Five ways the Dallas Cowboys can instantly improve

Dallas pulled out a gutsy, critical road win in Arizona on Monday night, but things weren’t always pretty. How can the Cowboys play better football moving forward, and improve their odds of repeating as NFC East champions?

Here are five scheme and personnel adjustments Dallas can make to be more successful.

1] Start Jonathan Cooper at LG

Dallas is desperately trying to hang on to the dream of Chaz Green as a starting offensive lineman, but it’s beginning to cost them. Green was bullied in Arizona on Monday night, getting bullied by interior lineman, and looking clumsy in open space.

Jonathan Cooper is a former top 10 pick who hasn’t managed to reach his potential yet. He looked like he might have found his home in Dallas when he was by far the team’s best left guard in training camp, but the Cowboys bizarrely opted for Green.

It’s time to right that wrong and see if Cooper would be a better fit with an offensive line that is struggling to gel.

2] Get Ryan Switzer and Cole Beasley on the field together

It’s been said by more than one person that Cole Beasley may be the most difficult player to guard on Dallas’ offense. Imagine having a duplicate of that matchup problem and placing him on the other side of the formation. That’s the opportunity Dallas has in Ryan Switzer, and yet they’ve passed on capitalizing on it.

Through 3 games, Switzer has played just 10 snaps on offense. Lucky Whitehead, a player the Cowboys believed to be inferior, played in 9 games last season in which he saw at least 10 snaps. Switzer saw two snaps on offense in weeks one and three. Whitehead played as few as 2 offensive snaps just once in his 30 career games with the Cowboys.

Switzer can make things happen in the open field. His first 2 punt returns of the year went for 19 and 21 yards respectively. He amassed almost 3,000 yards from scrimmage in his 4 years at North Carolina, and tallied another 1,100 on special teams.

You have Switzer for a reason. Use him.

3] Use your best front four

This is the only change that can’t be made right now, but Dallas will be able to do so following this Sunday’s game with the Rams.

Since Rod Marinelli arrived in 2013, only one defensive lineman has played at least 70% of the defensive snaps in a season: DT Nick Hayden played 72% in 2013. So far this season, only Maliek Collins has played at least 70% of the defensive snaps.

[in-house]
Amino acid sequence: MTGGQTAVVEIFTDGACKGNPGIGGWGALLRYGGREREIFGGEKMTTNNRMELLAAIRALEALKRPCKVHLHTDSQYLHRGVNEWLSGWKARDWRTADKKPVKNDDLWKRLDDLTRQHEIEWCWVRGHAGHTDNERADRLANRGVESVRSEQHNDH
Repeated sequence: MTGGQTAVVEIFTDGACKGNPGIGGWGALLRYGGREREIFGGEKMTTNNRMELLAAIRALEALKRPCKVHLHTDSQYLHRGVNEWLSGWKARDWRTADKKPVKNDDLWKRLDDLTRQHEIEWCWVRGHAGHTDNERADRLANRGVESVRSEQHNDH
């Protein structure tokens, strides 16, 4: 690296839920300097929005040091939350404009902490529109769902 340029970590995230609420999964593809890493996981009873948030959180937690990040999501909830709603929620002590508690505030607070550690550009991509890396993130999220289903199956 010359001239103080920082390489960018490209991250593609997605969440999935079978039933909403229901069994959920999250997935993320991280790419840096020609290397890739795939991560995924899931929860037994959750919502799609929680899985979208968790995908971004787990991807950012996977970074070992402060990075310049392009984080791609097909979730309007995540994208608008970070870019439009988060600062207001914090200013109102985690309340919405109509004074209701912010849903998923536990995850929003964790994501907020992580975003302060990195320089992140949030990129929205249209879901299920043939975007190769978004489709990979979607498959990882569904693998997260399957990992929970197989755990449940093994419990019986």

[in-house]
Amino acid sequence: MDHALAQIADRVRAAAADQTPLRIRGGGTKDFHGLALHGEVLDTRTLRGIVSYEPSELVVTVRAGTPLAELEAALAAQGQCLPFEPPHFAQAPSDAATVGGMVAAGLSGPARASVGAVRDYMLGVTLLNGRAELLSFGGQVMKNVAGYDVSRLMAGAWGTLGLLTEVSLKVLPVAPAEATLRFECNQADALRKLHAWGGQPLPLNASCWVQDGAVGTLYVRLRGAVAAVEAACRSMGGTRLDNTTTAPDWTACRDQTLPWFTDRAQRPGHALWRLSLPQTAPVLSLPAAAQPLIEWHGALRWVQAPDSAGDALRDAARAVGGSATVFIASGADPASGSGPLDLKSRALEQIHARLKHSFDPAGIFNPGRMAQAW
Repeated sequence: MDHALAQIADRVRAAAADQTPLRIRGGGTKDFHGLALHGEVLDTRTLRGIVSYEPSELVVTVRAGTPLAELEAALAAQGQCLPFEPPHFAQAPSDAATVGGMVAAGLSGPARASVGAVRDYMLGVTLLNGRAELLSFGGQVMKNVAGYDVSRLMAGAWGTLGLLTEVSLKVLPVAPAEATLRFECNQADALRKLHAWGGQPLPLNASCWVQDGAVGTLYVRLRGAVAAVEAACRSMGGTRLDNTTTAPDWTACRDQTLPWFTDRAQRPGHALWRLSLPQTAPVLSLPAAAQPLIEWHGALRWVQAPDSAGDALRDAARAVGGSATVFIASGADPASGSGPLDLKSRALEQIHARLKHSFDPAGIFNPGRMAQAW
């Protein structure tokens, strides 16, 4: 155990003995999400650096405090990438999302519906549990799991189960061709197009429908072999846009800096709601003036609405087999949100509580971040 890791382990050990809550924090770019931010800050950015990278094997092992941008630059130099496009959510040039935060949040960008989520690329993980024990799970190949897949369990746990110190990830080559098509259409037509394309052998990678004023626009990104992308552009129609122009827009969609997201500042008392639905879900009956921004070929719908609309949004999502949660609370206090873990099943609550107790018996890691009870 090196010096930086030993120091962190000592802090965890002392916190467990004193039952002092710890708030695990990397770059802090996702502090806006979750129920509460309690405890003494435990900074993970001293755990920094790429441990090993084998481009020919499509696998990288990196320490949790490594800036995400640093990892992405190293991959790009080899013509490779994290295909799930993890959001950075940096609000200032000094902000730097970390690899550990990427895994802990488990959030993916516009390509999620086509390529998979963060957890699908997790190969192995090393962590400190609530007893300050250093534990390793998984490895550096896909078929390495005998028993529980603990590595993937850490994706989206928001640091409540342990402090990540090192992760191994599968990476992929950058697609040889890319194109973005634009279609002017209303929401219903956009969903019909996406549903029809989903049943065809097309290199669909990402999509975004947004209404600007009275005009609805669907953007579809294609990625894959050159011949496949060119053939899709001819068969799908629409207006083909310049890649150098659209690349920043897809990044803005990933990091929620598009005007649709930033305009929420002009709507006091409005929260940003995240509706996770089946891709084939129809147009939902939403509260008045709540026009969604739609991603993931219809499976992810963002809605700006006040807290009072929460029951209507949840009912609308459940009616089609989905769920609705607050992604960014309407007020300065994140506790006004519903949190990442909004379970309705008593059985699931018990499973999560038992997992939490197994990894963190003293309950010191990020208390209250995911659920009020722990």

When David Irving returns from suspension in week five, Dallas has to commit to Irving, Collins, Stephen Paea, and DeMarcus Lawrence along the defensive line. The drop-off from those four to the players immediately behind them is significant. Dallas should be rolling with Irving at left end, Lawrence at right end, Paea at 1-tech, and Collins at 3-tech for at least 70% of the defensive snaps. Probably closer to 80%.

4] Trust your rookies in the secondary

Chidobe Awuzie, Jourdan Lewis, and Xavier Woods have honestly been your three best defensive backs so far this season. There is a fear of putting too much trust in young players, but Dallas started Anthony Brown for 10 games last season and were led by rookies Dak Prescott and Ezekiel Elliott. If your rookies are performing better than your veterans, don’t be stubborn.

Awuzie was the best player in the secondary in week one against the Giants. Woods played admirably with an unexpected workload against Denver, and made plays against the Cardinals on Monday. Lewis was the best player on defense not name DeMarcus Lawrence in both weeks two and three. Nolan Carroll and Jeff Heath may have been around the block, but the skill disparity is so wide that common sense demands you commit to the three rookies.

5] Get Dak Prescott on the move

Prescott thrived in his rookie season on play-action boots and designed rollouts. There have been a few, but the number of plays called that get Prescott moving to his right have dropped significantly. Is that Scott Linehan, or is Prescott using his autonomy to move away from those plays?

Regardless of who is making those calls, Jason Garrett needs to step in and put an end to it. Other than Aaron Rodgers, Prescott is quite possibly the best on-the-move quarterback in the NFL. It was twice on display Monday when he hit Brice Butler for a 37-yard touchdown and a 53-yard strike on back-to-back offensive snaps. Prescott almost seems more accurate and more comfortable when he is rolling to the sideline, and with defenders forced to improvise and be reactionary, it gives the Cowboys a distinct advantage.

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